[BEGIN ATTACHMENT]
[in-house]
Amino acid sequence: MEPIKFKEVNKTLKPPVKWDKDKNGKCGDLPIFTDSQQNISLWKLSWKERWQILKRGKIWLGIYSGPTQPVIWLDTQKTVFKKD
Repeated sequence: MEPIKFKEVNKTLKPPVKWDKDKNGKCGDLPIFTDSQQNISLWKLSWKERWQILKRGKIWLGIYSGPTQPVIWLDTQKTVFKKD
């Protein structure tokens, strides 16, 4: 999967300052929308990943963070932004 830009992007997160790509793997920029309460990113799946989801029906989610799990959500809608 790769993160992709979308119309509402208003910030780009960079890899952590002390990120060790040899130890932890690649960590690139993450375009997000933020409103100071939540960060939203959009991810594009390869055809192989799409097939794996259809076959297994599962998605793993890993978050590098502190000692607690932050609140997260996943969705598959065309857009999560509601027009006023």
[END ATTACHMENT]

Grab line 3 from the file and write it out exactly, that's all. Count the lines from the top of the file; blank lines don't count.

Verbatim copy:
Repeated sequence: MEPIKFKEVNKTLKPPVKWDKDKNGKCGDLPIFTDSQQNISLWKLSWKERWQILKRGKIWLGIYSGPTQPVIWLDTQKTVFKKD